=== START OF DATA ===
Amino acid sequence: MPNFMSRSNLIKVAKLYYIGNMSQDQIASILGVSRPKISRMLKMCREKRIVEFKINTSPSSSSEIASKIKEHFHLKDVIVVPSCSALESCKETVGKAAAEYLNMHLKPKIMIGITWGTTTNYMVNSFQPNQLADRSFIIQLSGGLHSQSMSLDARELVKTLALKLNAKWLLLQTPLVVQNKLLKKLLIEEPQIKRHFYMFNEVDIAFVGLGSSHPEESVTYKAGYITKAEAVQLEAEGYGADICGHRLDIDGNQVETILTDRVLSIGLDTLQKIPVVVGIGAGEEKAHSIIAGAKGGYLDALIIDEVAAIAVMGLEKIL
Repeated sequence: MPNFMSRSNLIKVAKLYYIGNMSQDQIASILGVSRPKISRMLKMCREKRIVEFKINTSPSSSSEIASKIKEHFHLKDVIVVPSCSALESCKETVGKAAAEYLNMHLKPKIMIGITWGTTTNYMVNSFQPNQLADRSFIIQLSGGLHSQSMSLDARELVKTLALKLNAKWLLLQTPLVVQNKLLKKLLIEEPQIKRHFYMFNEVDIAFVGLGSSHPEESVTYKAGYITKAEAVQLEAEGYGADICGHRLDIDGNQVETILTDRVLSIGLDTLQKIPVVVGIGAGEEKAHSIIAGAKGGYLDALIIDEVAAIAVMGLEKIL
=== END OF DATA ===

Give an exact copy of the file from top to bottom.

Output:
Amino acid sequence: MPNFMSRSNLIKVAKLYYIGNMSQDQIASILGVSRPKISRMLKMCREKRIVEFKINTSPSSSSEIASKIKEHFHLKDVIVVPSCSALESCKETVGKAAAEYLNMHLKPKIMIGITWGTTTNYMVNSFQPNQLADRSFIIQLSGGLHSQSMSLDARELVKTLALKLNAKWLLLQTPLVVQNKLLKKLLIEEPQIKRHFYMFNEVDIAFVGLGSSHPEESVTYKAGYITKAEAVQLEAEGYGADICGHRLDIDGNQVETILTDRVLSIGLDTLQKIPVVVGIGAGEEKAHSIIAGAKGGYLDALIIDEVAAIAVMGLEKIL
Repeated sequence: MPNFMSRSNLIKVAKLYYIGNMSQDQIASILGVSRPKISRMLKMCREKRIVEFKINTSPSSSSEIASKIKEHFHLKDVIVVPSCSALESCKETVGKAAAEYLNMHLKPKIMIGITWGTTTNYMVNSFQPNQLADRSFIIQLSGGLHSQSMSLDARELVKTLALKLNAKWLLLQTPLVVQNKLLKKLLIEEPQIKRHFYMFNEVDIAFVGLGSSHPEESVTYKAGYITKAEAVQLEAEGYGADICGHRLDIDGNQVETILTDRVLSIGLDTLQKIPVVVGIGAGEEKAHSIIAGAKGGYLDALIIDEVAAIAVMGLEKIL